I’ve been struggling with motivation of late, and if I’ve ever worked for you, you know that my motivation can be a fickle beast. I think I’ve finally come up with a metaphor that helps me think through my motivational challenges. I present to you my get-stuff-done sailboat.

When I let my mind wander recently, exploring that critical question “what motivates me”, I came up with two answers: 1) I am motivated by creating something that others appreciate, and 2) I am motivated by learning to create something that others appreciate. Learning, creating, and appreciation. Those things fueled my photography career for several years. When I reflect on who I’ve most enjoyed working with, it was those who appreciated my work, and let me know it. Every role that I’ve loved has had ample helpings of learning, creating and appreciation.

In my get-stuff-done sailboat metaphor, I am the boat, and its motion is me getting stuff done. Learning and creation are my sails. And appreciation is the wind in those sails. If a job has ample learning and creation opportunities, then my big sails will catch even the smallest amount of appreciation. If the job has no creativity or learning, then its like my sails are furled, and no amount of appreciation is going to move me forward.

“But isn’t it sad that you can’t do anything without people saying ‘Good job’?” Yes, it would be, but I find that “future me” can appreciate the work I’ve done and that can be enough in some situations.

My sailboat doesn’t have to move just because my creativity sails are filled with appreciation wind. There’s the rowboat of obligation. We all have tasks that we must do that give us no joy–filling out time sheets is one of those for me. So when its time to fill out my weekly time sheet, my sails are furled, and no one says “That was great, Rick”. So obligation moves my boat along. But obligation never moves me as quickly as motivation, so the row boat only helps when the motivation is very low.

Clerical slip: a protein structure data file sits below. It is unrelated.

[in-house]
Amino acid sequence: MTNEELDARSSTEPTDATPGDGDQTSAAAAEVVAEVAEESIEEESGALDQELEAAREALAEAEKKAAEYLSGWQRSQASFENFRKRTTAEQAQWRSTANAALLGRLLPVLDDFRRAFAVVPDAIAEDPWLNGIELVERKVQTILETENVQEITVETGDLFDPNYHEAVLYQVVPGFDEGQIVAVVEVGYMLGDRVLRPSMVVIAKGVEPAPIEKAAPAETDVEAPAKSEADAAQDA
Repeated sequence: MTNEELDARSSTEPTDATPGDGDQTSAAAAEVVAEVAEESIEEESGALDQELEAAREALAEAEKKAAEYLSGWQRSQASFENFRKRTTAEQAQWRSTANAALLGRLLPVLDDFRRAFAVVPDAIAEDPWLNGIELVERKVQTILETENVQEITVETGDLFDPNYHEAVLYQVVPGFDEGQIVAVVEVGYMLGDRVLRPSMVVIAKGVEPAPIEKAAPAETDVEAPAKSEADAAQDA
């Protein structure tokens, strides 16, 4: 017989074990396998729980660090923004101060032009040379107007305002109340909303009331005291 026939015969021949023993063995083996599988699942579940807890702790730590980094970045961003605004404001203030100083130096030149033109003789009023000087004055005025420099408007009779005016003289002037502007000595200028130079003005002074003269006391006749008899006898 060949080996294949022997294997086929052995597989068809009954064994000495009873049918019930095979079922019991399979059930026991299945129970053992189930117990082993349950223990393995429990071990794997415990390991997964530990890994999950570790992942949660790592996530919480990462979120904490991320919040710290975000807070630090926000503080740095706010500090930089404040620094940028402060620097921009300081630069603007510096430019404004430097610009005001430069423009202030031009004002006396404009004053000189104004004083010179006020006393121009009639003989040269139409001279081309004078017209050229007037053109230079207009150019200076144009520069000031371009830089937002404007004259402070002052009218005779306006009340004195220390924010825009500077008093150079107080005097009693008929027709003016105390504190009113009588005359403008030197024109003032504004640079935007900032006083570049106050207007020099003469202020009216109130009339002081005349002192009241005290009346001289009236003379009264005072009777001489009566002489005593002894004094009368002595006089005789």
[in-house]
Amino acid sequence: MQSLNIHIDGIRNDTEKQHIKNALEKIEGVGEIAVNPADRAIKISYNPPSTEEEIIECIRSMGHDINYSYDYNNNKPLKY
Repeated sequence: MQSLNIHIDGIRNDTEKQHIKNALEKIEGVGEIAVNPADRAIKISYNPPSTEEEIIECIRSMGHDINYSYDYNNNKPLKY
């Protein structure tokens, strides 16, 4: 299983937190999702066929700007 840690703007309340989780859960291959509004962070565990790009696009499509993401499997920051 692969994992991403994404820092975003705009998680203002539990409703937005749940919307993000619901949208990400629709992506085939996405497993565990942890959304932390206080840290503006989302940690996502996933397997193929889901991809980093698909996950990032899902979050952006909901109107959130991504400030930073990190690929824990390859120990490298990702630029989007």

And then there’s that anchor. That’s anxiety. I find Csikszentmihalyi’s Flow Model helpful here. I feel anxiety when I perceive my skills are not up to the high challenge of a task. And I react to anxiety by shutting down. I avoid doing the thing that needs to be done. Even if my motivational sails are full, if I’m in high anxiety about the task, I’m stuck. And if there’s an obligation row boat trying to coax me along, then I feel a crap tonne of stress. Anxiety Anchor holding me back, mast creaking from the creativity of the task, and obligation row boat tugging at my bow–it can be literally painful.

When I feel that stress, and the realization that I’ve let my anxiety anchor drop finally hits me, I find I can lift that anchor myself. All I have to do is adjust my perception of my skill level. I just acknowledge I don’t know how to get to the end of the task, but I know a first step I can take, and then I’ll figure out the next step. And so on. That’s lifting my anchor, and then motivation and obligation (if needed) can carry me along.

Now for some examples where this metaphor feels like a good fit.

  • Cleaning out the garage so my wife can park her car in it. There’s no obligation row boat because I didn’t commit to doing it, and she didn’t ask me to. There’s no anxiety anchor because the challenge of the task isn’t high, and my skills are easily high enough to accomplish it. The act of creating a clean parking spot isn’t huge, but its definitely enough to catch the appreciation my wife showed at being able to park in the garage. And future me likes having her car in the garage too.
  • Building a development environment for a client. Obligation rowboat is available if needed. I know they’ll appreciate it when its done. The first time through, I enjoyed learning the detailed steps it took, and doing the work of installing the environment. But after we decided to torch it and start over on a different version of Windows, my sails aren’t quite as big. Its a little bit more tedious now. My anxiety anchor was hanging off my stern, but never dropped into the water.
  • Delivering the neighborhood newsletter to 80+ homes. There’s no creation or learning. I know people appreciate the delivery, but it doesn’t move me forward because the task isn’t motivating. I have no anxiety about it at all, so the anchor it sitting in its hold. The obligation row boat moves me along, without hindrance because I promised to doing it.

So that brings me to a problem–if I’ve promised to do something (or I know I have to) but I don’t, pretty much always the answer is anxiety. I have to pull that anchor up so that I can get-stuff-done.